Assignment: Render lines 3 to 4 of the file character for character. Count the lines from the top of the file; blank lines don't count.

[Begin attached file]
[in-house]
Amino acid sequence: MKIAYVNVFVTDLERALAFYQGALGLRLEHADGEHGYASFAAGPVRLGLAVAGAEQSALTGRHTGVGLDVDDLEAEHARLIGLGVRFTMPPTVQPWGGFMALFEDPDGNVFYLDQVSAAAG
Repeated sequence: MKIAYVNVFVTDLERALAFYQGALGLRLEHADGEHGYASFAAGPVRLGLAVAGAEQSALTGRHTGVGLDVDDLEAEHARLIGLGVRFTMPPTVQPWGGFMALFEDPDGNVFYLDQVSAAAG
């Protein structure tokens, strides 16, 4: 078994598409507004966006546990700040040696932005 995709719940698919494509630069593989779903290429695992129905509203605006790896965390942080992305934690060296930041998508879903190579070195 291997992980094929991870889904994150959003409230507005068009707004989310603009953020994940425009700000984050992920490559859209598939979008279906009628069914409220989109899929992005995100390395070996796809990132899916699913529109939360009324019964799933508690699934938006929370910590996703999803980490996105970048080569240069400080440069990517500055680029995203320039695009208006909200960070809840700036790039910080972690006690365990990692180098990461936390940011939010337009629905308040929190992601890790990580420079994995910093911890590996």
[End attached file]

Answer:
Repeated sequence: MKIAYVNVFVTDLERALAFYQGALGLRLEHADGEHGYASFAAGPVRLGLAVAGAEQSALTGRHTGVGLDVDDLEAEHARLIGLGVRFTMPPTVQPWGGFMALFEDPDGNVFYLDQVSAAAG
């Protein structure tokens, strides 16, 4: 078994598409507004966006546990700040040696932005 995709719940698919494509630069593989779903290429695992129905509203605006790896965390942080992305934690060296930041998508879903190579070195 291997992980094929991870889904994150959003409230507005068009707004989310603009953020994940425009700000984050992920490559859209598939979008279906009628069914409220989109899929992005995100390395070996796809990132899916699913529109939360009324019964799933508690699934938006929370910590996703999803980490996105970048080569240069400080440069990517500055680029995203320039695009208006909200960070809840700036790039910080972690006690365990990692180098990461936390940011939010337009629905308040929190992601890790990580420079994995910093911890590996």